When placed against the backdrop of history as it was then unfolding, the refrain rings out as an almost utopian statement of political faith, which nonetheless contains its share of quiet grief. Six months before the song’s composition, in June, 1963, Medgar Evers, leading civil rights campaigner, had been murdered by a Ku Klux Klan member in Mississippi. In the ensuing weeks, a wave of civil disobedience and protest led by black campaigners swept the nation. As Mike Davis and Jon Wiener note, “if mass activism is measured by the sheer number of protests and arrests, the summer of 1963 was unquestionably the high point of the civil rights struggle”, with the Department of Justice cataloguing 1,412 separate demonstrations around the country betweeen June and September. To hear Cooke's song today is to recognise afresh the audacity and combustible desperation of those resistance days, and to feel, also, the shadow and burden of the losses that followed – the long  line of civil rights and black power activists who were killed, imprisoned, and silenced, from Martin Luther King Jnr. to Fred Hampton, and beyond. (Sam Cooke himself would die in somewhat lurid, albeit disputed, circumstances in December 1964, two weeks before his soon-to-be-famous track was issued as a single.)


Spike Lee recognised the song's potency in exactly these terms when he used it on the soundtrack of his 1992 biopic, Malcolm X, in his depiction of the lead-up to Malcolm's assassination. The sequence, in which little ostensibly happens, is intensely moving: we observe Malcolm's growing exhaustion, and irrepressible charm, as he goes about his routine of travel and street-talk, before the speaking event that would be his last, at the Audubon Ballroom, Manhattan. “Don't be shocked when I say that I was in prison”, Malcolm had urged audiences in the year before his killing, “You're still in prison. That's what America means: prison.” The grimness, and political courage, encoded into that insight seems to shine in Denzel Washington's features during this scene; we understand the necessity of Malcolm's freedom struggle, and its heavy weight. Layered over such images, moreover, Cooke's soaring, plangent music serves to foreground Malcolm's complexity: his fierce hunger for justice, and his deep humanity – for as James Baldwin later recalled, “he was one of the gentlest people I ever met.”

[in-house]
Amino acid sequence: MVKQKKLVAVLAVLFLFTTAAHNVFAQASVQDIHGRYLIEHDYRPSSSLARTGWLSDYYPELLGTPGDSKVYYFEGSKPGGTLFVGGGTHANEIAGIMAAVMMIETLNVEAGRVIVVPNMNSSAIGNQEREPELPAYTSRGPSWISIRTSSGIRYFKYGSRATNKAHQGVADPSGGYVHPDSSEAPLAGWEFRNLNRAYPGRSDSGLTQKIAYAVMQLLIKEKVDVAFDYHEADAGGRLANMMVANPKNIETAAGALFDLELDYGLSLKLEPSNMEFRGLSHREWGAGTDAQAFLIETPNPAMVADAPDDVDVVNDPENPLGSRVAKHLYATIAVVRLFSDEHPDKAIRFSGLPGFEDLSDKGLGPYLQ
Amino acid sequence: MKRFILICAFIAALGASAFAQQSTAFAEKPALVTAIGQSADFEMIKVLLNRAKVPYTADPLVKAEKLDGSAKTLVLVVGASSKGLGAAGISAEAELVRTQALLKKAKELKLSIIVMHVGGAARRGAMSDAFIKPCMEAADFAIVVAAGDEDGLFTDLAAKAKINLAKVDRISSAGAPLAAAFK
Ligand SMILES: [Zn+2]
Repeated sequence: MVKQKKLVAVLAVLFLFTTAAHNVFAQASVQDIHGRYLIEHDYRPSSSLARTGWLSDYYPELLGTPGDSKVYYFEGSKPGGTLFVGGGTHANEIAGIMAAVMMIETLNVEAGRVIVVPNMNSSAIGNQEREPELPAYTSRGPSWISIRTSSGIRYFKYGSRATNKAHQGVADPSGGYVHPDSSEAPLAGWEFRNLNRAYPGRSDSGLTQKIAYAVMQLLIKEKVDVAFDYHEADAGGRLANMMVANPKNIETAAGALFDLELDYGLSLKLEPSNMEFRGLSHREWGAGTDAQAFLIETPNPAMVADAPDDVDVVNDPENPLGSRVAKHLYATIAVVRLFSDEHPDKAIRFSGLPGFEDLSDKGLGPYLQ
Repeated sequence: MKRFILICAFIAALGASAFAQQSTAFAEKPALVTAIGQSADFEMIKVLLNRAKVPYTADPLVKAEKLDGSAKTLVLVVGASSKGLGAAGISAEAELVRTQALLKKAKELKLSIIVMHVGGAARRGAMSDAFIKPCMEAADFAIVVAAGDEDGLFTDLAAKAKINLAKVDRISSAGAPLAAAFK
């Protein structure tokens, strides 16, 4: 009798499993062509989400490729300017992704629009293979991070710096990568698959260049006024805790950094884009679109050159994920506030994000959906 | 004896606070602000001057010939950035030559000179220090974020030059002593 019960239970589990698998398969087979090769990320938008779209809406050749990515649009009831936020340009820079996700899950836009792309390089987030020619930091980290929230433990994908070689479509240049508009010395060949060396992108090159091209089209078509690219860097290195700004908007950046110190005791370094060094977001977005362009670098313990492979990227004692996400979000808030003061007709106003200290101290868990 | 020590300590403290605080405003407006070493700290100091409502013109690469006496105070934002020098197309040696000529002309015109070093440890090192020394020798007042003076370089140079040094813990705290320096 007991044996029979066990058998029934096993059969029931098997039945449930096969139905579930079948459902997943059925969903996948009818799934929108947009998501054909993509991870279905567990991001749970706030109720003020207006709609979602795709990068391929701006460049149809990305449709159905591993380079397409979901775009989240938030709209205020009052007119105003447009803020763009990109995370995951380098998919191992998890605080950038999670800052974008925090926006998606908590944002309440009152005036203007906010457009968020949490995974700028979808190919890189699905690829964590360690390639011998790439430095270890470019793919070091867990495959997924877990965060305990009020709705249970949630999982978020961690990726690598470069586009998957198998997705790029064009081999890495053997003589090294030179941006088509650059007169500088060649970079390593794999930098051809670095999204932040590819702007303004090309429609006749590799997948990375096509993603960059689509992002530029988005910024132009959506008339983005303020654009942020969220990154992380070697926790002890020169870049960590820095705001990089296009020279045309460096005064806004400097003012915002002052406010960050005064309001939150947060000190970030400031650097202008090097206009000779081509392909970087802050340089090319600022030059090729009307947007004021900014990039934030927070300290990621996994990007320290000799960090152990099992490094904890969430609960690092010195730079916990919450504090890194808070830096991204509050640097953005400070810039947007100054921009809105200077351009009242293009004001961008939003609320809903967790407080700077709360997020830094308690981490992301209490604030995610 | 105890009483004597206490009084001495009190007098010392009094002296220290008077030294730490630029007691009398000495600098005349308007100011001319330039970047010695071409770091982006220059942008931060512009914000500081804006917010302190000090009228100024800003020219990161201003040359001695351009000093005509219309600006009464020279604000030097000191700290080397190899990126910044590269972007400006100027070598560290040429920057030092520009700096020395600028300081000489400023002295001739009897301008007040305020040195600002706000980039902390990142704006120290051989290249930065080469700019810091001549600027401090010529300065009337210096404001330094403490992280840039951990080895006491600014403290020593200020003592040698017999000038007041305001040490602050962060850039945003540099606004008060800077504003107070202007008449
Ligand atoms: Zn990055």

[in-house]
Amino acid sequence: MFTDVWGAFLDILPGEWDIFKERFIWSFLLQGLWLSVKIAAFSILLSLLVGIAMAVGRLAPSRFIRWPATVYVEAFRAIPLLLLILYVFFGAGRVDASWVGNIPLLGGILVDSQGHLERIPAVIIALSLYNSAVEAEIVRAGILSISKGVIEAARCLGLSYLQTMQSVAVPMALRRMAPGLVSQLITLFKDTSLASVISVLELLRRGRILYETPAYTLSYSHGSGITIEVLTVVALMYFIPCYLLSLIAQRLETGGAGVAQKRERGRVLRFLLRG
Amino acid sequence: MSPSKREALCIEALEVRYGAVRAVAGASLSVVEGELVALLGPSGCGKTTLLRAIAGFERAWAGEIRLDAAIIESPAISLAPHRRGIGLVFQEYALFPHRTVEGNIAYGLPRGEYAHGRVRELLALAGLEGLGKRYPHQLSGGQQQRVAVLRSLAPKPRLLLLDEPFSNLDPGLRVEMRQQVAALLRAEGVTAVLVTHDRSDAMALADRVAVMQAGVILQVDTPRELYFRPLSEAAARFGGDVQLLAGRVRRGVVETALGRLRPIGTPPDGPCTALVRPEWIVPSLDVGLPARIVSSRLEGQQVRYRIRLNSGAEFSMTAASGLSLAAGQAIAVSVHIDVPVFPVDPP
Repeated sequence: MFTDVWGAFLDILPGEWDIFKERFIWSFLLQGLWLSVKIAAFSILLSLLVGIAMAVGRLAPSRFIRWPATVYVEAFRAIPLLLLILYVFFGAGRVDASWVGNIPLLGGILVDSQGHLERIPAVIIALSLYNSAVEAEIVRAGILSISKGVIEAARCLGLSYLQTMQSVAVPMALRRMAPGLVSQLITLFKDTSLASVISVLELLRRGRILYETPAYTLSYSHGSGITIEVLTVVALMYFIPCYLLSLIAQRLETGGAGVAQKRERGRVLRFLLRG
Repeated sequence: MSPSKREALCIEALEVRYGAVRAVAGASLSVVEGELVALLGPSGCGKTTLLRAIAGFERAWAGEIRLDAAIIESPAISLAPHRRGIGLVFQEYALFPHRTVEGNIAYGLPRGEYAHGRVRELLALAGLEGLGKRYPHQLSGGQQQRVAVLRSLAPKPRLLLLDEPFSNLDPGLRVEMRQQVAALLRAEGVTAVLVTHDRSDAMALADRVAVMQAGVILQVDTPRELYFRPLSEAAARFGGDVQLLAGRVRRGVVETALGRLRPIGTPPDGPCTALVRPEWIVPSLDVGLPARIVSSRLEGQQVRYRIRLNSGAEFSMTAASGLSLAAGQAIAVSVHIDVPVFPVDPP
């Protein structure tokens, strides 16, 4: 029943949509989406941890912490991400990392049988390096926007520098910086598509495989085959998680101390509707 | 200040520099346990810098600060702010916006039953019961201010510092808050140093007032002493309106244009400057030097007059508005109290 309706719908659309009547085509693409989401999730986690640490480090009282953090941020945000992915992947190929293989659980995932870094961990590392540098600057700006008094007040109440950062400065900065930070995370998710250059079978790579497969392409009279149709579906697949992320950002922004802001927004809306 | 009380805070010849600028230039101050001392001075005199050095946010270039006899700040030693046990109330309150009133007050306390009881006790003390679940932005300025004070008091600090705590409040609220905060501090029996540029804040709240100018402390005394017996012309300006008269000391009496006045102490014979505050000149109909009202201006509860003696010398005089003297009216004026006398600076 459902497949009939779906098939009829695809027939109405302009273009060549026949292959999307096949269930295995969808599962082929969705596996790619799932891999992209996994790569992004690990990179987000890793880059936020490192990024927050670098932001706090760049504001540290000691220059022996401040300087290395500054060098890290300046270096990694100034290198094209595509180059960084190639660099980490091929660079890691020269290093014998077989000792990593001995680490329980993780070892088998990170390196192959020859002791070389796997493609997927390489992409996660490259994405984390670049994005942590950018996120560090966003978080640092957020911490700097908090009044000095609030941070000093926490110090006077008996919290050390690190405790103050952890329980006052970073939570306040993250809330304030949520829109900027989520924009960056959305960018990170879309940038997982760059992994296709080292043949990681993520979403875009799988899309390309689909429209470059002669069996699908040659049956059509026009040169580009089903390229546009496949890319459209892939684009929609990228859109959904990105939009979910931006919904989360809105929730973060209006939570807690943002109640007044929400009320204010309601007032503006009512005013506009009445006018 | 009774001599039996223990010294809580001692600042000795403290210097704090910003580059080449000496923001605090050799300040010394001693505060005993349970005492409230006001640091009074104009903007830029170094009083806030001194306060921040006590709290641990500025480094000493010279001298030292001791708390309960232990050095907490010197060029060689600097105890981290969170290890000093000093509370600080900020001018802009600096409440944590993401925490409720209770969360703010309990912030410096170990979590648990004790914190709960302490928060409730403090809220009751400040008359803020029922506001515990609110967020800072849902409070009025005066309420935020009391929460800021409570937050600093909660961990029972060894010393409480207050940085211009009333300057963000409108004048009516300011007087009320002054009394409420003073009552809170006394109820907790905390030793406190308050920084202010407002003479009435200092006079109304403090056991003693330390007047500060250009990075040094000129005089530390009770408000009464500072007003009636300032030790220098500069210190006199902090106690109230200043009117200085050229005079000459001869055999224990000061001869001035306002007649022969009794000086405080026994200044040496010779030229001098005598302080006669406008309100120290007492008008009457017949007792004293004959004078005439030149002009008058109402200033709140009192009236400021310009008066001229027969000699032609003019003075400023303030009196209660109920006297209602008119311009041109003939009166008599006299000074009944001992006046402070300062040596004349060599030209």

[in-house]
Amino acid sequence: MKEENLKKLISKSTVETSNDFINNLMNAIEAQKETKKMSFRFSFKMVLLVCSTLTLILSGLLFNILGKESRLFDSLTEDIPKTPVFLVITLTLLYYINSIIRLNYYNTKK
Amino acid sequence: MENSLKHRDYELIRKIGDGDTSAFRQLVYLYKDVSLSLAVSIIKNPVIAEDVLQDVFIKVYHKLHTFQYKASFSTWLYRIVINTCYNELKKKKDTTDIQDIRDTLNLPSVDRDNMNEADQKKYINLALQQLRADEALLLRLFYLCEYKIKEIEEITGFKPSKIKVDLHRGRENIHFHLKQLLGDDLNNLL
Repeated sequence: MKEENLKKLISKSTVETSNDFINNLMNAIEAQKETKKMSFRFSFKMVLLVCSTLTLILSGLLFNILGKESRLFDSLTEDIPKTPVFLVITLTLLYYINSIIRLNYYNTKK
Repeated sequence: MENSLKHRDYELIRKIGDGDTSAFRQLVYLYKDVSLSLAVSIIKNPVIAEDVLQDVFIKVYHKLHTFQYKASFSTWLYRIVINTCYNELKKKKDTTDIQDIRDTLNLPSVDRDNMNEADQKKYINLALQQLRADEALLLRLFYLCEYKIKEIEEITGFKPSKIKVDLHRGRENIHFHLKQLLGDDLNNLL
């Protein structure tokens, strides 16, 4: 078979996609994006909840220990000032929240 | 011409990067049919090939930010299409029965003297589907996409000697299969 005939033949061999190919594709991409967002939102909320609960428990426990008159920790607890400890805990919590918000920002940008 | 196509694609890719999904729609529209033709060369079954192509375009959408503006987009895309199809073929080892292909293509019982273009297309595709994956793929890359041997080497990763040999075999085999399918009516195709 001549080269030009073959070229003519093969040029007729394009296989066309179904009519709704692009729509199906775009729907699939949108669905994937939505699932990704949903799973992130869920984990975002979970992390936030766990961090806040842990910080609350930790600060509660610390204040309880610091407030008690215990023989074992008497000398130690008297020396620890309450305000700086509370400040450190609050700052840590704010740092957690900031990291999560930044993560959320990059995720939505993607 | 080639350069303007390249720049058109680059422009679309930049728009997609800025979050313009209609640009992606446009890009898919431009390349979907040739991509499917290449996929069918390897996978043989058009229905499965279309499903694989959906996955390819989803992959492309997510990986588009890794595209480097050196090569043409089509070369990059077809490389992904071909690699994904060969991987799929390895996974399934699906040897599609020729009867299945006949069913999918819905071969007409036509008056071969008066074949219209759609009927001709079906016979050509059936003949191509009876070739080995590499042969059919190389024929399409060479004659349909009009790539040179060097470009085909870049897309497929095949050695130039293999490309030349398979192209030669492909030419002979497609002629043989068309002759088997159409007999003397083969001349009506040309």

Such political resonances are amplified by the street-curb eloquence of Cooke’s lyrics, vividly evoking both the cultural richness and the physical dangers of daily black life under the shadow of what Alexander Saxton called “The White Republic”.  “I go to the movie and I go downtown”, he sings, “Somebody keep telling me don't hang around. / It's been a long time comin', / But I know a change is gonna come.” In this respect, the song anticipates Marvin Gaye's “Inner City Blues”, with its catalogue of “Hang ups, let downs, / Bad breaks, set backs” faced by black urban populations during the early 1970s. In the latter, the cool, seductive ease of Gaye's singing only heightens the jaggedness of the social portrait he advances – of a modernity at once exploitative and violent, where justice is scarce, and the colour line continues to demarcate American lives in crucial ways: